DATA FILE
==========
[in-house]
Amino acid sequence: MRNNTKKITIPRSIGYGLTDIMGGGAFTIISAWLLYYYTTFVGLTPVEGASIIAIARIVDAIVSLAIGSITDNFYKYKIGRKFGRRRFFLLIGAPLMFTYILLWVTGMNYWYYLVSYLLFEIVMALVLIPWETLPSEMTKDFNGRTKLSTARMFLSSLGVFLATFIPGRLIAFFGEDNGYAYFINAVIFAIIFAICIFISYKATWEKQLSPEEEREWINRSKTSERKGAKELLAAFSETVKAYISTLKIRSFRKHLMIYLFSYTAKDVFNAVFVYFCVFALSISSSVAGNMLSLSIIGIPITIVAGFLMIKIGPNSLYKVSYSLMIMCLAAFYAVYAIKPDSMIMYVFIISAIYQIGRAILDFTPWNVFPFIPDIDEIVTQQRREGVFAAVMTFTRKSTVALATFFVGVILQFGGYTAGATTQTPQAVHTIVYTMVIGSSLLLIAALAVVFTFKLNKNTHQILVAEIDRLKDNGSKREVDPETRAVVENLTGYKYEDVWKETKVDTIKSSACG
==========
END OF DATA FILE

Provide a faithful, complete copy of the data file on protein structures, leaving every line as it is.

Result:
[in-house]
Amino acid sequence: MRNNTKKITIPRSIGYGLTDIMGGGAFTIISAWLLYYYTTFVGLTPVEGASIIAIARIVDAIVSLAIGSITDNFYKYKIGRKFGRRRFFLLIGAPLMFTYILLWVTGMNYWYYLVSYLLFEIVMALVLIPWETLPSEMTKDFNGRTKLSTARMFLSSLGVFLATFIPGRLIAFFGEDNGYAYFINAVIFAIIFAICIFISYKATWEKQLSPEEEREWINRSKTSERKGAKELLAAFSETVKAYISTLKIRSFRKHLMIYLFSYTAKDVFNAVFVYFCVFALSISSSVAGNMLSLSIIGIPITIVAGFLMIKIGPNSLYKVSYSLMIMCLAAFYAVYAIKPDSMIMYVFIISAIYQIGRAILDFTPWNVFPFIPDIDEIVTQQRREGVFAAVMTFTRKSTVALATFFVGVILQFGGYTAGATTQTPQAVHTIVYTMVIGSSLLLIAALAVVFTFKLNKNTHQILVAEIDRLKDNGSKREVDPETRAVVENLTGYKYEDVWKETKVDTIKSSACG